I was happy to see that Summer of Sexy Apartment chose this recipe as one of the October Barefoot Blogger picks. I've made dessert souffles but never a savory souffle. My husband and I recently enjoyed a lovely dinner at a local souffle bistro. The only bad thing about a savory souffle for dinner is it leaves no room for a dessert souffle! This recipe seemed a fun way to try to recreate that meal at home. I don't find souffles terribly difficult to make, they just require patience and a gentle hand. This one puffed up beautifully and looked delicious. Be warned if you make this though, it needs to be served immediately. My souffle deflated less than 5 minutes after I took it out of the oven. Although, I am a blue cheese lover, the flavor was overwhelming to me in the recipe. I would consider making another cheese souffle but would likely use a milder cheese. A Gruyere or fontina would probably be a better choice.

Blue Cheese Souffle

  • 3 tablespoons unsalted butter, plus extra for greasing the dish
  • 1/4 cup finely grated Parmesan, plus extra for sprinkling
  • 3 tablespoons all-purpose flour
  • 1 cup scalded milk
  • Kosher salt and freshly ground black pepper
  • Pinch cayenne pepper
  • Pinch nutmeg
  • 4 extra-large egg yolks, at room temperature
  • 3 ounces good Roquefort cheese, chopped
  • 5 extra-large egg whites, at room temperature
  • 1/8 teaspoon cream of tartar

Preheat the oven to 400 degrees F.

Butter the inside of an 8-cup souffle dish (7 1/2 inches in diameter and 3 1/4 inches deep) and sprinkle evenly with Parmesan.

Melt the butter in a small saucepan over low heat. With a wooden spoon, stir in the flour and cook, stirring constantly, for 2 minutes. Off the heat, whisk in the hot milk, 1/2 teaspoon salt, 1/4 teaspoon black pepper, the cayenne, and nutmeg. Cook over low heat, whisking constantly, for 1 minute, until smooth and thick.

Off the heat, while still hot, whisk in the egg yolks, one at a time. Stir in the Roquefort and the 1/4 cup of Parmesan and transfer to a large mixing bowl.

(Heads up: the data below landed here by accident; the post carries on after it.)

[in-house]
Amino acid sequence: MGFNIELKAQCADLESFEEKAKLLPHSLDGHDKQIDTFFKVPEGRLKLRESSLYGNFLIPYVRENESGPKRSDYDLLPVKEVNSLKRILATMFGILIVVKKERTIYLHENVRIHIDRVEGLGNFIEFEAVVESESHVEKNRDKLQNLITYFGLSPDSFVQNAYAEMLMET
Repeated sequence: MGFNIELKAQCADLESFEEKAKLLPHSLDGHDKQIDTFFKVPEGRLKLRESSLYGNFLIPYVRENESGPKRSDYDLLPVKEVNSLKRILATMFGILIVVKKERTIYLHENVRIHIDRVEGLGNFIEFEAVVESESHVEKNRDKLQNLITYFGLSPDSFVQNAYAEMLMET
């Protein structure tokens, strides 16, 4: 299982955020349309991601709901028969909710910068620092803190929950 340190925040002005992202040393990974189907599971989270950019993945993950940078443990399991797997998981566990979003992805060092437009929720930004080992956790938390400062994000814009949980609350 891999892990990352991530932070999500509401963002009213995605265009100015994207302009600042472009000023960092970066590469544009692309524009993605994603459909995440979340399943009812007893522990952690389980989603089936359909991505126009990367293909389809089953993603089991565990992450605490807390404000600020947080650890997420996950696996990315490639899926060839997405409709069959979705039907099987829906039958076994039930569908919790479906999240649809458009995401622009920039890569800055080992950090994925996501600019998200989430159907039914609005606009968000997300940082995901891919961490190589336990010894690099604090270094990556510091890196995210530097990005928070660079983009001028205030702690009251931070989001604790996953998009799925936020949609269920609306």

Put the egg whites, cream of tartar, and a pinch of salt in the bowl of an electric mixer fitted with the whisk attachment. Beat on low speed for 1 minute, on medium speed for 1 minute, then finally on high speed until they form firm, glossy peaks.

Whisk 1/4 of the egg whites into the cheese sauce to lighten and then fold in the rest. Pour into the souffle dish, then smooth the top. Draw a large circle on top with the spatula to help the souffle rise evenly, and place in the middle of the oven. Turn the temperature down to 375 degrees F. Bake for 30 to 35 minutes (don't peek!) until puffed and brown. Serve immediately.

Source: Barefoot in Paris, Clarkson Potter, 2004.

Thursday, October 22, 2009

White Chocolate Gingerbread Blondies

When I purchased the Martha Stewart Cookies Cookbook, this was one of the first recipes that caught my eye. Now that we are enjoying lots of fall weather it seemed a perfect time to try this one. This recipe makes a lot so its a good one for a crowd. I served these at our weekly play date and they were a hit. I found the ends on mine were a little too crispy so I just cut those pieces off. These have a nice spicy gingerbread taste which is balanced nicely with the sweetness of the white chocolate. These are a perfect fall treat. They would be a fantastic finish for a dinner with a spicy bowl of chili or as a compliment to homemade hot chocolate.